Government / Politics

AB 711 and Prop 63 create new ammunition laws

AB 711 is a statewide bill that requires use of non-lead ammunition for hunting and depredation of wildlife, whereas Prop 63 requires background checks to buy ammunition of any kind in California.
Dan Ryan hunting with copper bullets. Photo by Dan Ryan and provided by Devii Rao.
Dan Ryan hunting with copper bullets. Photo by Dan Ryan and provided by Devii Rao.

This article was contributed by Devii Rao with the University of California Cooperative Extension.

On July 1, two laws related to ammunition went into effect in California: 1) California State Assembly Bill AB 711: Hunting: nonlead ammunition and 2) California Proposition 63: The Safety for All Act of 2016 (see page 163). Although the two laws went into effect at the same time, they are not related, and they focus on different aspects of ammunition. AB 711 is a statewide bill that requires use of non-lead ammunition for hunting and depredation of wildlife, whereas Prop 63 requires background checks to buy ammunition of any kind in California. Both laws are likely to affect ranchers throughout the state.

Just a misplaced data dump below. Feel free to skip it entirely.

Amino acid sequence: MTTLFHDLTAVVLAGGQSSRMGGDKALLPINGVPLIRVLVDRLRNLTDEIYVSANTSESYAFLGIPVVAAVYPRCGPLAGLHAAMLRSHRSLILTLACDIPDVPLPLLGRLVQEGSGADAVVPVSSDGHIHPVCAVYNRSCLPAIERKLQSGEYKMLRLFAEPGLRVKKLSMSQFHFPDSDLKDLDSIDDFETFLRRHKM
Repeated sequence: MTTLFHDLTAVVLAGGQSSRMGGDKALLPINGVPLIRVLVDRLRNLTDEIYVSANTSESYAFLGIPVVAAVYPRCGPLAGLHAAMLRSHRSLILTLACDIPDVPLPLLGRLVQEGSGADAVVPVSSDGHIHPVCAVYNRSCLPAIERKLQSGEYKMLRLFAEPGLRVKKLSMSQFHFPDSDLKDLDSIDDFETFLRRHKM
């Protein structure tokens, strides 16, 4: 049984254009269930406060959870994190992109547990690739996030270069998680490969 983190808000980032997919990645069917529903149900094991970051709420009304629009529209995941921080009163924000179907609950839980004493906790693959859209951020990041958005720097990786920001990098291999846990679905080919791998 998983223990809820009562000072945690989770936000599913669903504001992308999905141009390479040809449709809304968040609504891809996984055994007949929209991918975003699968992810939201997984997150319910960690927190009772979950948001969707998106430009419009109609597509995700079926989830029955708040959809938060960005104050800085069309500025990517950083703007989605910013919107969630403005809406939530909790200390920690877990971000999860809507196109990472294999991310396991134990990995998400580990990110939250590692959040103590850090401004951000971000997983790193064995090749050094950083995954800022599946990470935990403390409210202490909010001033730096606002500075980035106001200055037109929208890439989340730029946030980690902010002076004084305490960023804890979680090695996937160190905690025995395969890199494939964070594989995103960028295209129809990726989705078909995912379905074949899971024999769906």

On July 11, I spoke with Dan Ryan, invasive wildlife biologist and non-lead outreach specialist at Pinnacles National Park, to learn more about the laws. This article summarizes the information shared by Mr. Ryan.